fairs. · The Times.

(To be continued)

GLIMPSES OF THOMAS CARLYLE. I fancy there are not many now The greatest, most valuable appreciaalive, beyond relatives, who have tion of Carlyle comes not from his known that noble, interesting, even own country, but from Germany; not grand, character, Thomas Carlyle; since his death, but before he had none certainly of the official circle who won his fame; not from the professat at his feet and admired-save my- sional critic, but from the greatest self. Dickens, Browning, Forster writer of his time, from no less a mau (“Fuz" or "Fooster," as T. C. would than Goethe-the Gebeimrath Goethe. call him), Elwin (the Rev. Whitwell, He certified for him, when he was sometime Editor of the Quarterly), merely a poor unrecognized author. Froude all these have gone into the I fancy very few, if any, have hitherto Ewigkeit, I suppose twenty or thirty properly appreciated the significance, years ago. And yet I, who was "on the immense hidden meaning of the exthe fringe” merely, can furnish the traordinary compliment paid by SO most vivid photographic impression of great a being as Goethe to a strug. this brave and truly great man: the gling Scotch husbandman's son, who greatest, I believe, in the whole group, had taught himself German, translated exceeding even Dickens himself.

writings of Goethe himself and others, I suppose, if ever anyone success- and had actually written a very tolerfully assumed the attitude of sage, or able biography of Schiller. The great was conceded it more universally, it man, wonderful to say, had pierced was that Wise Man of Chelsea. The through all the bandages and wrapslow walk, his rude, unaffected attire pings of a low condition of life, and ever suggesting the rugged Highland- actually discovered the jewel hidden man-the wonderful natural felt hat, under the Scottish clod's dunghills, and all contributed. It was a fine dramatic instantly recognized and welcomed the figure. Strange to say, there was a true worth of the great genius, undissort of double to be seen ranging the covered then by any in the poor neighboring streets. “Sir," I ventured drudge's own land. We should bear in to say to him once, "I think I crossed mind all that stood in the way of recyou lately nigh Bond Street.” “No, ognition—the distance, the slow comno, ye didna. That were my brither- munications, the general worship, flathe not unlike me." And so it was. teries, &c., of the great man who was This “brither," Dr. John, wore the accustomed to state and rank. What same pattern of hat, and carried a spell or charm had he to cast over the rough, ragged beard, and walked along author of Faust? But he captured grimly-quite like him. It struck bim. Goethe, all but fascinated, dime, as I remember now, that there was rected Carlyle's little biography to be something aigre in his speech, translated; he prefixed a fine introducthough he were not half pleased at this tion of his own; he insisted on his Dromiolike mistake;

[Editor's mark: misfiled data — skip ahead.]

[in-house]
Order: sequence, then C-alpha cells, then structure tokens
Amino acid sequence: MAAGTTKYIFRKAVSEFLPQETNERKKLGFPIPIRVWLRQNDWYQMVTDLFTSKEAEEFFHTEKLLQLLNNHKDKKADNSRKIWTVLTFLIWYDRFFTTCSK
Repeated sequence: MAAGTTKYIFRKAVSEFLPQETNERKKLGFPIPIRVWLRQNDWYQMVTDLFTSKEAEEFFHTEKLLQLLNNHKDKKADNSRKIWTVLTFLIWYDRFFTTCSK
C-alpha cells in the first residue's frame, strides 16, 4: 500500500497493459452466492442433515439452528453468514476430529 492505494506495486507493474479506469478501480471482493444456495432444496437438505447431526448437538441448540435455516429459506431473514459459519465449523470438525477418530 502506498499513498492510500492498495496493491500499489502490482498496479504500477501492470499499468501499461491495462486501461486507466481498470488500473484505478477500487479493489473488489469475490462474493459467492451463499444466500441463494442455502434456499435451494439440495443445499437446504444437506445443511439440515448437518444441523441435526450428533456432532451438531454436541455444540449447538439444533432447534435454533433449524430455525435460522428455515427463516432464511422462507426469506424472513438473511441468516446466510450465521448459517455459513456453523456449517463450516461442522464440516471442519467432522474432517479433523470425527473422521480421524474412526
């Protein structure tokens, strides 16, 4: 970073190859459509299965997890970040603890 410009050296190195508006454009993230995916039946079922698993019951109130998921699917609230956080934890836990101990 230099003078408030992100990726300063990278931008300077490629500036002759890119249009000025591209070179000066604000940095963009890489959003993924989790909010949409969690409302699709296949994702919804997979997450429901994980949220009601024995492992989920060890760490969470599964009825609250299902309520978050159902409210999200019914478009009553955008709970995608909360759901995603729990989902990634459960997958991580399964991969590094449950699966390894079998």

perhaps he correspondent sending over pictures of thought no one ought to take his Craigenputtock and other places, which "brither" for him.

he had carefully engraved as being

as